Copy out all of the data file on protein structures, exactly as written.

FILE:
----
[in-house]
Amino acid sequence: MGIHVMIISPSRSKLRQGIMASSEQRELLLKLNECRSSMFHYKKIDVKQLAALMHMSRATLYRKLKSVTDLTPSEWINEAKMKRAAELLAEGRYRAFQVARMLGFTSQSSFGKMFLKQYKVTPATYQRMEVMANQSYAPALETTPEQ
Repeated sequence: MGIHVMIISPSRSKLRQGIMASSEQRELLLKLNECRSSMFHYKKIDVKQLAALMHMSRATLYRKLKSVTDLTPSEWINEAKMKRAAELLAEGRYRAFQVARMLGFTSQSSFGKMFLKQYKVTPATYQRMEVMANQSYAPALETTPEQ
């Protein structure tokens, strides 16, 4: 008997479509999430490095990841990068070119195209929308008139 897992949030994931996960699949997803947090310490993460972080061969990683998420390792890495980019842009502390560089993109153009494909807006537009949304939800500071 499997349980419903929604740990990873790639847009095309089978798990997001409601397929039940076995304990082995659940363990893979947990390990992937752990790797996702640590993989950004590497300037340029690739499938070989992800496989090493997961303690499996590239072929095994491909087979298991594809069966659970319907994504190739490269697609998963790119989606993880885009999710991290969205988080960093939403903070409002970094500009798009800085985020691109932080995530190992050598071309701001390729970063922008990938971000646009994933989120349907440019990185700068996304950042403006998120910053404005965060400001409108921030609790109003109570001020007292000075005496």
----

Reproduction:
[in-house]
Amino acid sequence: MGIHVMIISPSRSKLRQGIMASSEQRELLLKLNECRSSMFHYKKIDVKQLAALMHMSRATLYRKLKSVTDLTPSEWINEAKMKRAAELLAEGRYRAFQVARMLGFTSQSSFGKMFLKQYKVTPATYQRMEVMANQSYAPALETTPEQ
Repeated sequence: MGIHVMIISPSRSKLRQGIMASSEQRELLLKLNECRSSMFHYKKIDVKQLAALMHMSRATLYRKLKSVTDLTPSEWINEAKMKRAAELLAEGRYRAFQVARMLGFTSQSSFGKMFLKQYKVTPATYQRMEVMANQSYAPALETTPEQ
């Protein structure tokens, strides 16, 4: 008997479509999430490095990841990068070119195209929308008139 897992949030994931996960699949997803947090310490993460972080061969990683998420390792890495980019842009502390560089993109153009494909807006537009949304939800500071 499997349980419903929604740990990873790639847009095309089978798990997001409601397929039940076995304990082995659940363990893979947990390990992937752990790797996702640590993989950004590497300037340029690739499938070989992800496989090493997961303690499996590239072929095994491909087979298991594809069966659970319907994504190739490269697609998963790119989606993880885009999710991290969205988080960093939403903070409002970094500009798009800085985020691109932080995530190992050598071309701001390729970063922008990938971000646009994933989120349907440019990185700068996304950042403006998120910053404005965060400001409108921030609790109003109570001020007292000075005496």